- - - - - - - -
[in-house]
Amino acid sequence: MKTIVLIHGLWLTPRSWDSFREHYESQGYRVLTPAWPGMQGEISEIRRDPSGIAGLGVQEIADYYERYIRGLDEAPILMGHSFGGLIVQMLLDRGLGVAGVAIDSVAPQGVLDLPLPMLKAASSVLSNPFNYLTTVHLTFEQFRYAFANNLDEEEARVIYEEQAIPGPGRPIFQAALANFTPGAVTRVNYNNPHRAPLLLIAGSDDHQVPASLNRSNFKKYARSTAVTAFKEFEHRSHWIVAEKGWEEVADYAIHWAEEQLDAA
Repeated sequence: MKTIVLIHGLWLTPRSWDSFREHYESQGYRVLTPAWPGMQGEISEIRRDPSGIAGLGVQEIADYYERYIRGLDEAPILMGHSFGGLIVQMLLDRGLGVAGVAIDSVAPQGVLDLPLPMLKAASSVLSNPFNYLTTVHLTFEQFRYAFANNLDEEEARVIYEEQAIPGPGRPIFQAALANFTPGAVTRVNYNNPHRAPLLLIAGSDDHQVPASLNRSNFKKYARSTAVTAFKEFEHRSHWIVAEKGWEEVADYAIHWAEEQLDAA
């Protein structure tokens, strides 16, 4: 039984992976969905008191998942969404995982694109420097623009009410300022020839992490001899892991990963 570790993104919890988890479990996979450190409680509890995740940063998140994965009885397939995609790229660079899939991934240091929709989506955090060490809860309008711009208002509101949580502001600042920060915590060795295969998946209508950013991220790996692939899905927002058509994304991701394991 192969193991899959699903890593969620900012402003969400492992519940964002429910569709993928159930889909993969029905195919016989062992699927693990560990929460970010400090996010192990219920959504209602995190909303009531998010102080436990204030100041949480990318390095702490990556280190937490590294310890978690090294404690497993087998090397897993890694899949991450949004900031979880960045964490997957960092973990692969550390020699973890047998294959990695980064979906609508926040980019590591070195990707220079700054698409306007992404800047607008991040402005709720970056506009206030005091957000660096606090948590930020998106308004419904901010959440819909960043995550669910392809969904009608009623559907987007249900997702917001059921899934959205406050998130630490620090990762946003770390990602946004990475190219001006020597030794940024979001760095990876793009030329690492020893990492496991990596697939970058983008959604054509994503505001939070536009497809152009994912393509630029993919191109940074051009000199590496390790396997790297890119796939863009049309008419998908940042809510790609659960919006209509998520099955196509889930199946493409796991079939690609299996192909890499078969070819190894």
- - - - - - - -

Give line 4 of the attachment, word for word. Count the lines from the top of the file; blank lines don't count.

């Protein structure tokens, strides 16, 4: 039984992976969905008191998942969404995982694109420097623009009410300022020839992490001899892991990963 570790993104919890988890479990996979450190409680509890995740940063998140994965009885397939995609790229660079899939991934240091929709989506955090060490809860309008711009208002509101949580502001600042920060915590060795295969998946209508950013991220790996692939899905927002058509994304991701394991 192969193991899959699903890593969620900012402003969400492992519940964002429910569709993928159930889909993969029905195919016989062992699927693990560990929460970010400090996010192990219920959504209602995190909303009531998010102080436990204030100041949480990318390095702490990556280190937490590294310890978690090294404690497993087998090397897993890694899949991450949004900031979880960045964490997957960092973990692969550390020699973890047998294959990695980064979906609508926040980019590591070195990707220079700054698409306007992404800047607008991040402005709720970056506009206030005091957000660096606090948590930020998106308004419904901010959440819909960043995550669910392809969904009608009623559907987007249900997702917001059921899934959205406050998130630490620090990762946003770390990602946004990475190219001006020597030794940024979001760095990876793009030329690492020893990492496991990596697939970058983008959604054509994503505001939070536009497809152009994912393509630029993919191109940074051009000199590496390790396997790297890119796939863009049309008419998908940042809510790609659960919006209509998520099955196509889930199946493409796991079939690609299996192909890499078969070819190894």